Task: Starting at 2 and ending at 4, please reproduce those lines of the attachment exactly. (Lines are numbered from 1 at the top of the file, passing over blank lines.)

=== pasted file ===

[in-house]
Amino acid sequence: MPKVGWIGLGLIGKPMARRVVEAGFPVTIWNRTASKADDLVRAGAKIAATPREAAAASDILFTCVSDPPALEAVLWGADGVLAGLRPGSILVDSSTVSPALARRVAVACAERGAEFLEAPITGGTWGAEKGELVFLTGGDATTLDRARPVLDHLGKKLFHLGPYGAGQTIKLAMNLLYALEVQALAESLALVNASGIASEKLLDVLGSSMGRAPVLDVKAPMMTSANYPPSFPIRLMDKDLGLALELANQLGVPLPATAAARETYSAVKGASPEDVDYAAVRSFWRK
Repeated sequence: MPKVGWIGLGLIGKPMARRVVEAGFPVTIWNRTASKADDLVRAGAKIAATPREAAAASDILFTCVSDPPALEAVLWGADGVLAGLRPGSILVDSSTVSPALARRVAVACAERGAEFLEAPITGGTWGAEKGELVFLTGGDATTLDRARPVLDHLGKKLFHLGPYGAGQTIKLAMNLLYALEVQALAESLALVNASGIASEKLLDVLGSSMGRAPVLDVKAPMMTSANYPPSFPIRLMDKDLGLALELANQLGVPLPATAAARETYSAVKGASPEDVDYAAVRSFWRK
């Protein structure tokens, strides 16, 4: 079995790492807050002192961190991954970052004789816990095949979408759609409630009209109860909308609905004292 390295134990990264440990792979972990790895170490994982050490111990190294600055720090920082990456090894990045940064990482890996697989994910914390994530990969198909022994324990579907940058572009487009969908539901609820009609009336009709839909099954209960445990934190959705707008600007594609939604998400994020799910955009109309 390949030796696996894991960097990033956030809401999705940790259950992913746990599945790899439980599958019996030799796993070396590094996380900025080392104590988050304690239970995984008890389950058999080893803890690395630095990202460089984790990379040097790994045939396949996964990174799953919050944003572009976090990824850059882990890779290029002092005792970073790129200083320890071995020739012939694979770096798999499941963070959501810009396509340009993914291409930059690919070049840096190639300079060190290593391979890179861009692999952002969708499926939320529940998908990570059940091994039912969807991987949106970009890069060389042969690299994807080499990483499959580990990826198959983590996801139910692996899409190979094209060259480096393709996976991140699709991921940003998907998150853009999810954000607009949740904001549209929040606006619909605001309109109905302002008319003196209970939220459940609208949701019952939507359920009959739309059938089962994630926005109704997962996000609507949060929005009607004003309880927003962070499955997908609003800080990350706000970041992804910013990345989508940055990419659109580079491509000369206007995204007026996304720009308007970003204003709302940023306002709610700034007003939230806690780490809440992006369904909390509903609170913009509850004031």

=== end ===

Amino acid sequence: MPKVGWIGLGLIGKPMARRVVEAGFPVTIWNRTASKADDLVRAGAKIAATPREAAAASDILFTCVSDPPALEAVLWGADGVLAGLRPGSILVDSSTVSPALARRVAVACAERGAEFLEAPITGGTWGAEKGELVFLTGGDATTLDRARPVLDHLGKKLFHLGPYGAGQTIKLAMNLLYALEVQALAESLALVNASGIASEKLLDVLGSSMGRAPVLDVKAPMMTSANYPPSFPIRLMDKDLGLALELANQLGVPLPATAAARETYSAVKGASPEDVDYAAVRSFWRK
Repeated sequence: MPKVGWIGLGLIGKPMARRVVEAGFPVTIWNRTASKADDLVRAGAKIAATPREAAAASDILFTCVSDPPALEAVLWGADGVLAGLRPGSILVDSSTVSPALARRVAVACAERGAEFLEAPITGGTWGAEKGELVFLTGGDATTLDRARPVLDHLGKKLFHLGPYGAGQTIKLAMNLLYALEVQALAESLALVNASGIASEKLLDVLGSSMGRAPVLDVKAPMMTSANYPPSFPIRLMDKDLGLALELANQLGVPLPATAAARETYSAVKGASPEDVDYAAVRSFWRK
């Protein structure tokens, strides 16, 4: 079995790492807050002192961190991954970052004789816990095949979408759609409630009209109860909308609905004292 390295134990990264440990792979972990790895170490994982050490111990190294600055720090920082990456090894990045940064990482890996697989994910914390994530990969198909022994324990579907940058572009487009969908539901609820009609009336009709839909099954209960445990934190959705707008600007594609939604998400994020799910955009109309 390949030796696996894991960097990033956030809401999705940790259950992913746990599945790899439980599958019996030799796993070396590094996380900025080392104590988050304690239970995984008890389950058999080893803890690395630095990202460089984790990379040097790994045939396949996964990174799953919050944003572009976090990824850059882990890779290029002092005792970073790129200083320890071995020739012939694979770096798999499941963070959501810009396509340009993914291409930059690919070049840096190639300079060190290593391979890179861009692999952002969708499926939320529940998908990570059940091994039912969807991987949106970009890069060389042969690299994807080499990483499959580990990826198959983590996801139910692996899409190979094209060259480096393709996976991140699709991921940003998907998150853009999810954000607009949740904001549209929040606006619909605001309109109905302002008319003196209970939220459940609208949701019952939507359920009959739309059938089962994630926005109704997962996000609507949060929005009607004003309880927003962070499955997908609003800080990350706000970041992804910013990345989508940055990419659109580079491509000369206007995204007026996304720009308007970003204003709302940023306002709610700034007003939230806690780490809440992006369904909390509903609170913009509850004031």